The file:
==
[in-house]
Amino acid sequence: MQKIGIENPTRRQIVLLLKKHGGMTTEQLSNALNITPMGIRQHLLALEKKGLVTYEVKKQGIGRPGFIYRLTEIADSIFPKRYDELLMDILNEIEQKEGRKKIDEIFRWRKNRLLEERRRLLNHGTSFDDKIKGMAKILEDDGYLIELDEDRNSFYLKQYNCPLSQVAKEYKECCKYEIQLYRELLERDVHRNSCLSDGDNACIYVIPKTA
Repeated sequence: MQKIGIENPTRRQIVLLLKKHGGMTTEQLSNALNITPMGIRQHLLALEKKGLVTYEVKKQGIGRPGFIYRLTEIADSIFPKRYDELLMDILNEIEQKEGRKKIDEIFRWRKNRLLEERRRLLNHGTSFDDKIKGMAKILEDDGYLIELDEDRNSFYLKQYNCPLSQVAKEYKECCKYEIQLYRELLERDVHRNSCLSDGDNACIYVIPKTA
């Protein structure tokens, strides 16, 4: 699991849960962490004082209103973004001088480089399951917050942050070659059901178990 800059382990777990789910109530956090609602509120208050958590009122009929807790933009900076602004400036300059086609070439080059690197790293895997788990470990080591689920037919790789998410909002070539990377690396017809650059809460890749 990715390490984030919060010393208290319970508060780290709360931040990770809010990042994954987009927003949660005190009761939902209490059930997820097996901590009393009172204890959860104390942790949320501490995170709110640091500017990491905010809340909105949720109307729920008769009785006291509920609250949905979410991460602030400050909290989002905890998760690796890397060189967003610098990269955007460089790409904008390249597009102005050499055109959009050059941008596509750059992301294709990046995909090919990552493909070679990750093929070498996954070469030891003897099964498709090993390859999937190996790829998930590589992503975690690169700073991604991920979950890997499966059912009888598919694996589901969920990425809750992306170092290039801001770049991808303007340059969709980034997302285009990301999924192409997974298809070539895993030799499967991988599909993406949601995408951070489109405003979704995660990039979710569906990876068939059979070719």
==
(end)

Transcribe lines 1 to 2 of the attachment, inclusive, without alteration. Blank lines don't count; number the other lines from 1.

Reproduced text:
[in-house]
Amino acid sequence: MQKIGIENPTRRQIVLLLKKHGGMTTEQLSNALNITPMGIRQHLLALEKKGLVTYEVKKQGIGRPGFIYRLTEIADSIFPKRYDELLMDILNEIEQKEGRKKIDEIFRWRKNRLLEERRRLLNHGTSFDDKIKGMAKILEDDGYLIELDEDRNSFYLKQYNCPLSQVAKEYKECCKYEIQLYRELLERDVHRNSCLSDGDNACIYVIPKTA